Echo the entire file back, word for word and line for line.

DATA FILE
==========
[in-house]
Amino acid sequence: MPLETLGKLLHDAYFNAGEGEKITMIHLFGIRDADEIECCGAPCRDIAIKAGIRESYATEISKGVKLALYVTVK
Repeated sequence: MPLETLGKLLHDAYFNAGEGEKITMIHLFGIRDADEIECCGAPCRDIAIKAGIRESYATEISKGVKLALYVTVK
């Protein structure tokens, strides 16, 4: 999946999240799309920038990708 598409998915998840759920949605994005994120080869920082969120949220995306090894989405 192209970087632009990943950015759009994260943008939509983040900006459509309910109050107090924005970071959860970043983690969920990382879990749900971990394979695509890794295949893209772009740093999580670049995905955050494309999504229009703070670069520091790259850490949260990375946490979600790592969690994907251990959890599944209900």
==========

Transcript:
[in-house]
Amino acid sequence: MPLETLGKLLHDAYFNAGEGEKITMIHLFGIRDADEIECCGAPCRDIAIKAGIRESYATEISKGVKLALYVTVK
Repeated sequence: MPLETLGKLLHDAYFNAGEGEKITMIHLFGIRDADEIECCGAPCRDIAIKAGIRESYATEISKGVKLALYVTVK
């Protein structure tokens, strides 16, 4: 999946999240799309920038990708 598409998915998840759920949605994005994120080869920082969120949220995306090894989405 192209970087632009990943950015759009994260943008939509983040900006459509309910109050107090924005970071959860970043983690969920990382879990749900971990394979695509890794295949893209772009740093999580670049995905955050494309999504229009703070670069520091790259850490949260990375946490979600790592969690994907251990959890599944209900």